The extension, which runs through Nov. 15, 2011, is noteworthy for two reasons. First, the compensation increase, effective Jan. 1, 2011, is 2.5% (2% increase in minimums and 0.5% increase in pension and health contributions), significantly less than the 3.5% that was agreed to in the last negotiating cycle, which began before the economy had spiraled into recession. That 2.5% may well set a precedent for the October 1 negotiations.

Second, the extension does not change the new media provisions in any way. This suggests that any changes will be handled in the October 1 negotiations. Those issues will probably be hard fought.

The extension goes out for a vote in a few weeks to membership meetings in the five major AFTRA Locals of Chicago, Los Angeles, New York, San Francisco and Washington/Baltimore.

· Speaking of front of book, a new version is now available from AFTRA, incorporating the changes agreed to in 2008. Yes, these books take a while to revise, and, alas, the AFTRA book still uses the same almost unreadable tiny typeface as previous editions. None of the other guild/union books do, and the WGA has even moved away from the small format books to a large size that’s more manageable.

A noteworthy change in the AFTRA book: Ex. A (the portion that is jointly negotiated with SAG) is no longer included. Word is that there will be a separate Ex. A book eventually, but no information on when. That book, if and when it appears, will presumably incorporate the results of the Oct. 1 negotiations.

· It turns out even unions sometimes have unions. SAG does – in particular, a few dozen of its employees are represented by Teamsters Local 986. The contract between SAG and 986 expired June 1, and negotiations are ongoing. In a statement, SAG declined to provide any details on progress: “Screen Actors Guild and Teamsters Local 986 continue to negotiate for a successor agreement. Having agreed to bargain across the table and not in the media, SAG will have no further comment at this time.”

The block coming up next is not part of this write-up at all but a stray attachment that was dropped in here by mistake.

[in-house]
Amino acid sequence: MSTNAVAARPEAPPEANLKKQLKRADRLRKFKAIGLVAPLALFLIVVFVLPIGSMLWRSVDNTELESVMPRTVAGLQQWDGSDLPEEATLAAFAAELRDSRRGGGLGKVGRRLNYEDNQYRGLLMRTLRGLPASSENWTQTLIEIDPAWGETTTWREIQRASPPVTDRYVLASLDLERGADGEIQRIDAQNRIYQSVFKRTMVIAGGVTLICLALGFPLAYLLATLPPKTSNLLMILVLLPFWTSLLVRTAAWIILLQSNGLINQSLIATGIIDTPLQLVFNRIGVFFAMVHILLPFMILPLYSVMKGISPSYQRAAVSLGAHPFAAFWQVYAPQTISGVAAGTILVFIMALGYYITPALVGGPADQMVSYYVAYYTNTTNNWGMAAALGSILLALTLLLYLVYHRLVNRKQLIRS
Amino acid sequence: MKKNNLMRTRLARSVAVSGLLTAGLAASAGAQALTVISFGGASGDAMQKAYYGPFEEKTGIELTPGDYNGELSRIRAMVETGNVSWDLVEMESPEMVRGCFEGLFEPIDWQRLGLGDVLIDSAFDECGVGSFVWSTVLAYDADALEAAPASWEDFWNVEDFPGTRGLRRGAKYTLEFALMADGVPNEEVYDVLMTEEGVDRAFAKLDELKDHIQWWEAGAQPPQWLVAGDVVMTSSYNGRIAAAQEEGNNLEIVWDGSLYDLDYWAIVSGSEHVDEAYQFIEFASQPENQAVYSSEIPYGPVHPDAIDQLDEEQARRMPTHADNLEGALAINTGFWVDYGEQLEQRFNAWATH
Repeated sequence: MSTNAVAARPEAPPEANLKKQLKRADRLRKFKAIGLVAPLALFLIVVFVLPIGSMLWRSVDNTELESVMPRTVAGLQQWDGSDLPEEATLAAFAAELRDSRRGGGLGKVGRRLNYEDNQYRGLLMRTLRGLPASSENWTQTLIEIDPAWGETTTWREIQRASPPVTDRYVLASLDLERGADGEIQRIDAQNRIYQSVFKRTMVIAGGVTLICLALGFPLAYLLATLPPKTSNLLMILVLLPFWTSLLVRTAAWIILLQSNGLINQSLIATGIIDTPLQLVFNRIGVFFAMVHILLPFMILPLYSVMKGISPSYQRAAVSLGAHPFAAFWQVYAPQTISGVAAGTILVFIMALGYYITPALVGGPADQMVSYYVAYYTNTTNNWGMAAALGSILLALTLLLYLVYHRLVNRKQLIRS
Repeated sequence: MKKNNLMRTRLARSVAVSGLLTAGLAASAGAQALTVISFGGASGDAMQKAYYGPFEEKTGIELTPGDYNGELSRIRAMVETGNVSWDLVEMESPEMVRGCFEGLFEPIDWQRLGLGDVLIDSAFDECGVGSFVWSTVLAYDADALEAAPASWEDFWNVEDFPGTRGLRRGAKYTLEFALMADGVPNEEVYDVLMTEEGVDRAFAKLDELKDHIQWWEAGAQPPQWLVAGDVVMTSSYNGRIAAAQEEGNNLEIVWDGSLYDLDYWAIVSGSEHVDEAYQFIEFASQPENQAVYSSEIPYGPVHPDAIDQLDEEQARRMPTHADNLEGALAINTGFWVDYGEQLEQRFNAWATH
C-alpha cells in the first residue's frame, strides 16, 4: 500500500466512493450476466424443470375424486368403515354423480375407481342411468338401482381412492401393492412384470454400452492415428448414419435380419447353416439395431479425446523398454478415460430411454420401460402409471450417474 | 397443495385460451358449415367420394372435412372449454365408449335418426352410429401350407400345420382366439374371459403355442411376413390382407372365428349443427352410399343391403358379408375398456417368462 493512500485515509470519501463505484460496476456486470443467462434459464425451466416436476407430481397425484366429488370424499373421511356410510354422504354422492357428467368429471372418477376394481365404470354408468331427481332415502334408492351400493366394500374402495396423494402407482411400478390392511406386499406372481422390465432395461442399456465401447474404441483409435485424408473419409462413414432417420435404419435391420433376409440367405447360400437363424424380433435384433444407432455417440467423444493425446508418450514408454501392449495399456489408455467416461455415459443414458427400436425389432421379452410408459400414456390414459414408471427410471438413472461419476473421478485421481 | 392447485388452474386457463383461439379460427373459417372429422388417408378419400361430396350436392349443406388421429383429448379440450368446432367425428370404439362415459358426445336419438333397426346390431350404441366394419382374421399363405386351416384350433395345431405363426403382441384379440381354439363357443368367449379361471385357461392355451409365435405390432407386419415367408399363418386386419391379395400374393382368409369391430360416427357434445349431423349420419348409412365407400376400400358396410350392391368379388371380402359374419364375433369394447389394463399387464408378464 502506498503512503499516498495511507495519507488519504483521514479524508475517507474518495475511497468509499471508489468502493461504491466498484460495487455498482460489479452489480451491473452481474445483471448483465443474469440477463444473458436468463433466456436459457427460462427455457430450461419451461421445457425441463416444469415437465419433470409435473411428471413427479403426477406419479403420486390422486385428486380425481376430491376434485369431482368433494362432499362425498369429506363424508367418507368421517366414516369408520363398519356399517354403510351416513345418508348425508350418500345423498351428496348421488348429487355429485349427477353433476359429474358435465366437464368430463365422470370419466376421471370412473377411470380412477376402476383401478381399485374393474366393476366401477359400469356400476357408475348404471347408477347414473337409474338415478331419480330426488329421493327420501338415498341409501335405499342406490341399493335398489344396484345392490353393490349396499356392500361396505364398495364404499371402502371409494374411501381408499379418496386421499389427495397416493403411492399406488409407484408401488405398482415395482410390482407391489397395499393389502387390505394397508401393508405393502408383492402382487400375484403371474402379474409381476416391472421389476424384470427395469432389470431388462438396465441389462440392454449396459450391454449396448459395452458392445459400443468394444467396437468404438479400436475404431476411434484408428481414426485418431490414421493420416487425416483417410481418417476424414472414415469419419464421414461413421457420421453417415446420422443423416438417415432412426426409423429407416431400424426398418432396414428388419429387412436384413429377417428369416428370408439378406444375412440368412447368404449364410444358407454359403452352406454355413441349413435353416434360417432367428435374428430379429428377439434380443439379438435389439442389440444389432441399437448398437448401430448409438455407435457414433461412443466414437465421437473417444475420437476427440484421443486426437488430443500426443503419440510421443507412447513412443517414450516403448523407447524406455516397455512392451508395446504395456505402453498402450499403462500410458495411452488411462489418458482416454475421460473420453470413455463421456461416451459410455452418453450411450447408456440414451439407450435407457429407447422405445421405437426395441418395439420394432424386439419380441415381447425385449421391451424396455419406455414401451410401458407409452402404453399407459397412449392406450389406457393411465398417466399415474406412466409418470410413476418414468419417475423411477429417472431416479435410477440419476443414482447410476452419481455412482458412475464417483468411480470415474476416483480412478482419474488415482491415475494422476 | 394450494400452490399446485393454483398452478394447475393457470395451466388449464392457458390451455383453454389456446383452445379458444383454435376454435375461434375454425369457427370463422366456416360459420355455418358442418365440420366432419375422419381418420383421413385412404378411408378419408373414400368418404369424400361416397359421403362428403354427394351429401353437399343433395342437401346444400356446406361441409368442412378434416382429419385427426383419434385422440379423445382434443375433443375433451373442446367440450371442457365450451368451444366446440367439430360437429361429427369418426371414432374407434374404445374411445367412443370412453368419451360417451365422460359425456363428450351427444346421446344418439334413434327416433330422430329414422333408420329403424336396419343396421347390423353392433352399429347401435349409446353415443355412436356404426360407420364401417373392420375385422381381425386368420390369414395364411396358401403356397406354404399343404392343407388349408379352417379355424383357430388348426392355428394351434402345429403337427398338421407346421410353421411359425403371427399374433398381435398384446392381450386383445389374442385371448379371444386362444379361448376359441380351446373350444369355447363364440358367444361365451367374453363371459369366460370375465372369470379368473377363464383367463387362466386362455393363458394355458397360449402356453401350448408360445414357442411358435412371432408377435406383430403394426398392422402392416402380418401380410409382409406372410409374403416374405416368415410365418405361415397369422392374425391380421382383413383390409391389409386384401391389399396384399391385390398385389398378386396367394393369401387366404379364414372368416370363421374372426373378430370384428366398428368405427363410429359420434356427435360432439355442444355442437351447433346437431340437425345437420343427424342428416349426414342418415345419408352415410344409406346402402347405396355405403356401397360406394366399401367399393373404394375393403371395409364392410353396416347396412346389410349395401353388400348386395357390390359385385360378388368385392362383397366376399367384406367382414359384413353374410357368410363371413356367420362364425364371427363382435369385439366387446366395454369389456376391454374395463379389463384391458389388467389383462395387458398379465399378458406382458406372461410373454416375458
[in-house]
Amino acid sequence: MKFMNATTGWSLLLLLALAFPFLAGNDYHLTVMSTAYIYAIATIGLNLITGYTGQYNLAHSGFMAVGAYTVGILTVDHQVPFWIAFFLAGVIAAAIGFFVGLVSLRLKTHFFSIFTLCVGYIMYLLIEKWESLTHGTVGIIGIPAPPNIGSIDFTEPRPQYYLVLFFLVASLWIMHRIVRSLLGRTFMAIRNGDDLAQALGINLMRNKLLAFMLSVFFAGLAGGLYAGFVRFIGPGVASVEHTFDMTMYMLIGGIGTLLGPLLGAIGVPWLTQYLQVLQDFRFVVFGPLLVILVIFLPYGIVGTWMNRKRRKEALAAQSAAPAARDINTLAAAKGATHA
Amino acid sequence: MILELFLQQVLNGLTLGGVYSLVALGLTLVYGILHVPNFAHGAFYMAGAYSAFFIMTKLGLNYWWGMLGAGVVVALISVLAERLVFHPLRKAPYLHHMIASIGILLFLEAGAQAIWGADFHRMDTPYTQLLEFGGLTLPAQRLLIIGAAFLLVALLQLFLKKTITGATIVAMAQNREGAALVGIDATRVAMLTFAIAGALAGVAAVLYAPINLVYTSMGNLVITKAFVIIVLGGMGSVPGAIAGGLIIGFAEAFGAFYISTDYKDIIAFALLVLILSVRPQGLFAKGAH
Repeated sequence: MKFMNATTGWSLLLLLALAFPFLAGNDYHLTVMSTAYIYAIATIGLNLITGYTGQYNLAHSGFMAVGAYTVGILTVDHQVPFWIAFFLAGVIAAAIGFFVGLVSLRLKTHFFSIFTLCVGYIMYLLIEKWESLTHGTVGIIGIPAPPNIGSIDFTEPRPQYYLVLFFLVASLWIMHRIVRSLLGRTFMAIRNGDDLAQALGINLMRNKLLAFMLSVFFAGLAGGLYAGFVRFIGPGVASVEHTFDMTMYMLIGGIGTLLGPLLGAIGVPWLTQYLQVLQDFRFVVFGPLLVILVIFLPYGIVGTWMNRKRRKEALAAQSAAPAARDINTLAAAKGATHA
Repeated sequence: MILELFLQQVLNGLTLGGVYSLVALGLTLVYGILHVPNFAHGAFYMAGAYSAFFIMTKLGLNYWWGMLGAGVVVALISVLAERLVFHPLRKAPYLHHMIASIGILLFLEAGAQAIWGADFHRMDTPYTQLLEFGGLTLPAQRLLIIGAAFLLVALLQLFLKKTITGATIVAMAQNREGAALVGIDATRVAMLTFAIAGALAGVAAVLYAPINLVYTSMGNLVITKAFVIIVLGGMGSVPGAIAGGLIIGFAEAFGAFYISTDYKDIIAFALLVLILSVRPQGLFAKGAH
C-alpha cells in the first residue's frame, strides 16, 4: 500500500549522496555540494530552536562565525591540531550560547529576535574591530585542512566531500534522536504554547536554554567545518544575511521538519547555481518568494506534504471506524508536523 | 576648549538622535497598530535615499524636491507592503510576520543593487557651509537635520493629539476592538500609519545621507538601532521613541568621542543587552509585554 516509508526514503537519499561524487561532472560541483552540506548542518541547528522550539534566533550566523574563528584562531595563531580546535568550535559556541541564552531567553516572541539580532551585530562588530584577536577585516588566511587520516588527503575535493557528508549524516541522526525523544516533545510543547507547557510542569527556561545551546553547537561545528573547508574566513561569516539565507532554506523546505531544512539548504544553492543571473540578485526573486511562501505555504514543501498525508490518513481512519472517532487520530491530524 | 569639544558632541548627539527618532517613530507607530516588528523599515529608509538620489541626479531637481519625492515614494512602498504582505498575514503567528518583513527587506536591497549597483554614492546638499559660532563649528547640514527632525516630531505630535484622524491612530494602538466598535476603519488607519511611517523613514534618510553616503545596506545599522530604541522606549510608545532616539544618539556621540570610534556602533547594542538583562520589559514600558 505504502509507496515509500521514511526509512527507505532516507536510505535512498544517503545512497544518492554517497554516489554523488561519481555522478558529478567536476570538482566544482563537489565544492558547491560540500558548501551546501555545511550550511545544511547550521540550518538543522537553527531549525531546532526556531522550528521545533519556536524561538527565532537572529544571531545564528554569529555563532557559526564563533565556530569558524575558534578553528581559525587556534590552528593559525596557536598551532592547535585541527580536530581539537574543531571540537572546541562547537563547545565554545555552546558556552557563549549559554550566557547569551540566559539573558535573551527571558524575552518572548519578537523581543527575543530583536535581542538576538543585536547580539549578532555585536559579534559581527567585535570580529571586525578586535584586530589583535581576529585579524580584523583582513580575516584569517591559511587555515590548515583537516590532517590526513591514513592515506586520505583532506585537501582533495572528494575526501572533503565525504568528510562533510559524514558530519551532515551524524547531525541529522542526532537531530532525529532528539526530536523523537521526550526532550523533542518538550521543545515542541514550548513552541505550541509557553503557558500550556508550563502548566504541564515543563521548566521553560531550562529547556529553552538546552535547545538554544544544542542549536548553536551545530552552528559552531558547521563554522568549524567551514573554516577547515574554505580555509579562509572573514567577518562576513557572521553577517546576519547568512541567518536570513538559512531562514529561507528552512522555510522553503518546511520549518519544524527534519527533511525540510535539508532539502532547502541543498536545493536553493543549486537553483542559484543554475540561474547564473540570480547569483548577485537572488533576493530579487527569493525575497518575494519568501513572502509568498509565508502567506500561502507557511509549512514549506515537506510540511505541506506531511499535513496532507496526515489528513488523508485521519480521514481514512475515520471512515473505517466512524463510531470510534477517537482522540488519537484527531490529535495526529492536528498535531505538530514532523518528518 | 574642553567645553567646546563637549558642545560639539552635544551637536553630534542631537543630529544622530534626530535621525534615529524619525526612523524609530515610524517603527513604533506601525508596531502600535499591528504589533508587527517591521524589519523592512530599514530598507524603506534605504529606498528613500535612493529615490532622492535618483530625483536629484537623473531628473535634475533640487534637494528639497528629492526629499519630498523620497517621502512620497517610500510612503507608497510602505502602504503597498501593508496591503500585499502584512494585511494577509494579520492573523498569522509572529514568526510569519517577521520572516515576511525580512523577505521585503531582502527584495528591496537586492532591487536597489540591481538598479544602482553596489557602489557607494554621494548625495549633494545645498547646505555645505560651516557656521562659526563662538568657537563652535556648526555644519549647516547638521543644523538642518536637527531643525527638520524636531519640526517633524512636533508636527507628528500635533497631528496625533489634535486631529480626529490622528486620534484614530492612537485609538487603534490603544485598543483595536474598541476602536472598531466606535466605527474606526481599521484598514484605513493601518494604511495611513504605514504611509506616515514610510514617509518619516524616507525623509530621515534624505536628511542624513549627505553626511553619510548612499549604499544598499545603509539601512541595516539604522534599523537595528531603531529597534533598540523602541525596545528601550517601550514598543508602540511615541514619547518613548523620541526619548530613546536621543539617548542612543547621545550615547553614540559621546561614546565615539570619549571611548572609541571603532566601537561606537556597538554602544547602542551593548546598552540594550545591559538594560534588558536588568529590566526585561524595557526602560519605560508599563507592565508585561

· The Writers Guild voted a few days ago to revise its credit rules. Variety has details on this relatively technical change. And speaking of WGA credits, why not have end credits for “Additional writing by,” so that all participating writers get credit? Decades ago, the WGA agreement provided for a credit of this sort, but it was eliminated in order to create the often-fictional idea that only a small number of writers contribute to a script. The result: caterers get credit and many writers don’t.

· In other WGA news, the WGA West announced 18 candidates running for 8 open board seats: Robin Schiff, David Shore, David A. Goodman (inc.), Cheryl Heuton, Aaron Mendelsohn (inc.), Katherine Fugate (inc.), Timothy J. Lea, Mick Betancourt, Mark Gunn (inc.), Erich Hoeber, Erica Montolfo, Matt Pyken, Naomi Foner, Karen Harris (inc.), Kathy Kiernan (inc.), Christopher Keyser, Steve Skrovan, Matthew Weiner. (inc. means incumbent, and the order of the list was determined by lot). There will be a candidates night Sept. 7 in LA. Voting is by mail or at the WGA annual meeting Sept. 16, with ballots counted the next day.

· This summer is also SAG election season. The president is not up, but 1/3 of the board is. Candidates are usually announced in late July, with voting closing in late September. No details as yet.

· The WGA East (which has a snazzy new logo) announced 23 new digital media signatories to new contracts, bringing the total number of WGAE digital signatories to 43. Twenty eight writers have become new Guild members as a result of the new contracts.

· Finally, an item from a couple months back: AFTRA and the AFM, which represent recording artists and musicians respectively, sent a letter to the Teamsters supporting efforts by composers and lyricists to unionize. The Teamsters are assisting the efforts of the music scribes, who are among the few non-unionized workers in the business (with computer effects workers being another large group). No word on any progress though.